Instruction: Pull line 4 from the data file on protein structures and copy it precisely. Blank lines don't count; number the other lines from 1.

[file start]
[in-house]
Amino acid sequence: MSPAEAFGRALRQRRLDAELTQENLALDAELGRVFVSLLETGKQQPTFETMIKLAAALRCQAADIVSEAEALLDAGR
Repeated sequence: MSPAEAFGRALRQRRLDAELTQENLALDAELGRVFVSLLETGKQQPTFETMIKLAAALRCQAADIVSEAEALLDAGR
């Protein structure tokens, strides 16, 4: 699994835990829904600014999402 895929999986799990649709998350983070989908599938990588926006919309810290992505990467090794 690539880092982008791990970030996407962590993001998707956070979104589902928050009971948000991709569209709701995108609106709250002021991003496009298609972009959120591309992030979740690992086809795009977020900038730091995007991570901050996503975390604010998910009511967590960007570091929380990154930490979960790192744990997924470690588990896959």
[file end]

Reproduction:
């Protein structure tokens, strides 16, 4: 699994835990829904600014999402 895929999986799990649709998350983070989908599938990588926006919309810290992505990467090794 690539880092982008791990970030996407962590993001998707956070979104589902928050009971948000991709569209709701995108609106709250002021991003496009298609972009959120591309992030979740690992086809795009977020900038730091995007991570901050996503975390604010998910009511967590960007570091929380990154930490979960790192744990997924470690588990896959």